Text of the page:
Bonds, CDs, and Laddering
Bonds are loans issued by governments and corporations that pay interest once every 6 months. (Federal government bonds are called Treasury Bonds. State and local government bonds are called Municipal Bonds. Corporations offer Corporate Bonds.)
- It's possible for the entity that issued the bond to default on the loan (fall behind on payments) or even go bankrupt.
- Bonds are categorized according to the issuer's credit worthiness.
- Government bonds have very low risk as they can raise taxes as needed.
- Corporations have credit scores.
- Corporations with good credit are said to offer Investment Grade Bonds.
- Corporations with bad credit are said to offer Junk Bonds, as there's
a risk of bankruptcy.
CDs (Certificate of Deposit):
CDs are offered by financial institutions like banks, credit unions, and brokerage firms.
- They're less risky than bonds because they're insured by the FDIC up to $250,000 per depositor, per insured bank, and for each account ownership category.
- Interest can be paid daily, monthly, quarterly, or yearly depending on
Laddering is where split your purchase of Bonds and CDs into parts, and try to spread the purchase date of those parts over time.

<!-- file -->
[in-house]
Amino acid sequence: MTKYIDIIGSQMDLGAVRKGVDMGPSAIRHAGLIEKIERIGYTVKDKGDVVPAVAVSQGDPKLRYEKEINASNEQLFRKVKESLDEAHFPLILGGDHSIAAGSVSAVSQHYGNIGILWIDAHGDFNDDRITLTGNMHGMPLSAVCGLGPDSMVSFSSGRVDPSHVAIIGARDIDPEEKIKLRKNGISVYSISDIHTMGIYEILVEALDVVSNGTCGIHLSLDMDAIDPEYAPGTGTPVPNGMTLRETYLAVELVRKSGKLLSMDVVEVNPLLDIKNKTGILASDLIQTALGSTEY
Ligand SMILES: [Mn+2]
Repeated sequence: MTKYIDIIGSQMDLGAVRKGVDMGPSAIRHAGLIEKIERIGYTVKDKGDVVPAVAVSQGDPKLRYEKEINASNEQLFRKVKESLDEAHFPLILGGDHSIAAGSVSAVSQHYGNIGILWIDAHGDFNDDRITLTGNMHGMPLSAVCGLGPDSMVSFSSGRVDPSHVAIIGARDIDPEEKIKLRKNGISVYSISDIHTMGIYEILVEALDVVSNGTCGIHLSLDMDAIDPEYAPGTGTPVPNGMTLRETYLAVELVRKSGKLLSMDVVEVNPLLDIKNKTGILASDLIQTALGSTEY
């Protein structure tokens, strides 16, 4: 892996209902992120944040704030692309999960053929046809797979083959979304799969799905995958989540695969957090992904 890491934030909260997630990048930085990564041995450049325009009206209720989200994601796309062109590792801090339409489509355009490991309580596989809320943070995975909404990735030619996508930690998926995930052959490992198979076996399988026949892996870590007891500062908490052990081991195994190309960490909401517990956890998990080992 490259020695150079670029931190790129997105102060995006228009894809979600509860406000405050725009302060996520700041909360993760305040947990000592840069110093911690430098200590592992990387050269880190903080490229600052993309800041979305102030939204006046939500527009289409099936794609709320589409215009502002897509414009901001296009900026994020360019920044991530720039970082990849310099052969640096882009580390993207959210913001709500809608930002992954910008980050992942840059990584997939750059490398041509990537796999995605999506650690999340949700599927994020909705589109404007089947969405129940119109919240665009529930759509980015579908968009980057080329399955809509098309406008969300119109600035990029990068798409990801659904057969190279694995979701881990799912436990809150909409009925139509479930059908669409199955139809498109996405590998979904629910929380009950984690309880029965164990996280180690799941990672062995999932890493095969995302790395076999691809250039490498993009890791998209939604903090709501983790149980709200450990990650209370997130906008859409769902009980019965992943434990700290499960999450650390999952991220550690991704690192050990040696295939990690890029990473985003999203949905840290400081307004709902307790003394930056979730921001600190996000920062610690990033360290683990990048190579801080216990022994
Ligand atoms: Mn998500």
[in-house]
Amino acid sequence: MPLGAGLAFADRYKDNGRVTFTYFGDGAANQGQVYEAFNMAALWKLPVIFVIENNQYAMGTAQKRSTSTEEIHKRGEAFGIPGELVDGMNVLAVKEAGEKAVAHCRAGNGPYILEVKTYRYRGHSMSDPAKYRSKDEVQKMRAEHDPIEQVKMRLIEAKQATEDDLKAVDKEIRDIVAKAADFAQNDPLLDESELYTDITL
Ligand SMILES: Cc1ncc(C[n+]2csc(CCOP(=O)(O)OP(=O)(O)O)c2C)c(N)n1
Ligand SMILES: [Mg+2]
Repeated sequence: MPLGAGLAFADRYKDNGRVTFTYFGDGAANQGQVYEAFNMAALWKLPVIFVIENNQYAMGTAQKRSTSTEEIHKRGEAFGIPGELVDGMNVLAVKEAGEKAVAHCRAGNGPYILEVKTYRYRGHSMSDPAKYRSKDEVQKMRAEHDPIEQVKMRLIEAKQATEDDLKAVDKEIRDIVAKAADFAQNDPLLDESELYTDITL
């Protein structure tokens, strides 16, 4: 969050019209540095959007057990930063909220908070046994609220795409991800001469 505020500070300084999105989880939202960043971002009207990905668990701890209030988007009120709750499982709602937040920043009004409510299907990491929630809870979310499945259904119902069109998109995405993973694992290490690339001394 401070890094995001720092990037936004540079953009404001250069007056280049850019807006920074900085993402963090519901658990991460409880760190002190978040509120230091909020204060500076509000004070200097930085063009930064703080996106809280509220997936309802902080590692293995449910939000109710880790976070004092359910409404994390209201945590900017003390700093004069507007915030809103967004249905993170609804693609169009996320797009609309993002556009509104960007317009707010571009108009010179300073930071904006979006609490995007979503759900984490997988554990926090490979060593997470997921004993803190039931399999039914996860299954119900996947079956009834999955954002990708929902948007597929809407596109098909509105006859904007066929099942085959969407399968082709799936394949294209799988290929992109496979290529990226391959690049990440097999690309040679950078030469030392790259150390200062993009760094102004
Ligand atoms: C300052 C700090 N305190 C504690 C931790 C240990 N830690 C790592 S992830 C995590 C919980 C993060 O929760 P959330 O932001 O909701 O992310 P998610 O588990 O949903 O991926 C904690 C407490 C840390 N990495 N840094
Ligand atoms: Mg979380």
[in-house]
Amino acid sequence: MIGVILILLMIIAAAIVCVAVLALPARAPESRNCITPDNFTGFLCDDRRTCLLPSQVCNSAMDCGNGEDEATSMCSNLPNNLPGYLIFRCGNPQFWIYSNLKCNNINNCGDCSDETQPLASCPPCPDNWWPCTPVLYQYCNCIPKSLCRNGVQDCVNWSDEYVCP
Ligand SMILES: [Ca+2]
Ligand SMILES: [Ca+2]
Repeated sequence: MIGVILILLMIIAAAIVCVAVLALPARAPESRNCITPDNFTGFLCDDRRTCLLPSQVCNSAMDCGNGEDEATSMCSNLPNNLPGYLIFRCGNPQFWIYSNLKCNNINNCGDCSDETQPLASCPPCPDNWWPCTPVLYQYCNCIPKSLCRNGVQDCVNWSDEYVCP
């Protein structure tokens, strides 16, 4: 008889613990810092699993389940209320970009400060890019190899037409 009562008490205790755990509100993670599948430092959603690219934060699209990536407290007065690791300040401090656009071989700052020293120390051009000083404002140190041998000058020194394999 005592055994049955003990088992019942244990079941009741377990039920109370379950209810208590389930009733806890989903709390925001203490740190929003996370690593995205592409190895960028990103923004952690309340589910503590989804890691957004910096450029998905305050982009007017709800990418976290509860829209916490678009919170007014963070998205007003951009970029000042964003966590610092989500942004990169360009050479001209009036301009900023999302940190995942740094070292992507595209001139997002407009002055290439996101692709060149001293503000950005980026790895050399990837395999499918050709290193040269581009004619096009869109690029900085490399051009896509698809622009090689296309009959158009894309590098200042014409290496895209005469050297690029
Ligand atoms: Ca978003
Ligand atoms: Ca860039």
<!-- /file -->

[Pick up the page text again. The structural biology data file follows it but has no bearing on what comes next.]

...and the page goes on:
- Many Bonds pay out twice a year. If you buy them all at once, you'd get 2 large payments a year, which can cause cashflow issues.
- Splitting a purchase into multiple purchases has a few important benefits:
- You can spread out the payments to stabilize your cashflow. Rather than
getting 2 lump sums a year. You can get interest paid twice a month or
as often as you like.
- Buying pre-existing Bonds/CDs with different maturity dates, or
- Spreading out new purchases into 12 parts, then buying each 12th on the 1st and 15th of the month for 6 months.
- The interest rates and maturity dates of Bonds and CDs change over time. Buying over time helps smooth out interest rate fluctuations.
- Purchasing over time makes it easier to implement Manual Diversification
of Bonds and CDs.
- You should avoid Bond Index Funds as they're diversified with low ROI bonds that brings the 10-year average ROI below the rate of inflation.
- You're better off cherry-picking Bonds and CDs that offer at least 4% interest to keep up with inflation.
- Brokerage Firms make it easy to cherry-pick good fixed income assets.
- You can spread out the payments to stabilize your cashflow. Rather than getting 2 lump sums a year. You can get interest paid twice a month or as often as you like.
FI (Financial Independence)
Financial Independence is half character traits and half life achievements, it can be described in terms of varying degrees existing on a spectrum. A person at the far right of the spectrum of Financial Independence would be confident that they have enough money management skills, financial knowledge, and wealth to cover their living expenses indefinitely without having to depend on others. They wouldn't need to depend on a job for income. Nor would they need to depend on roommates, family members, their significant other, or any government programs to help them manage their finances, supplement their income, or help lower their expenses.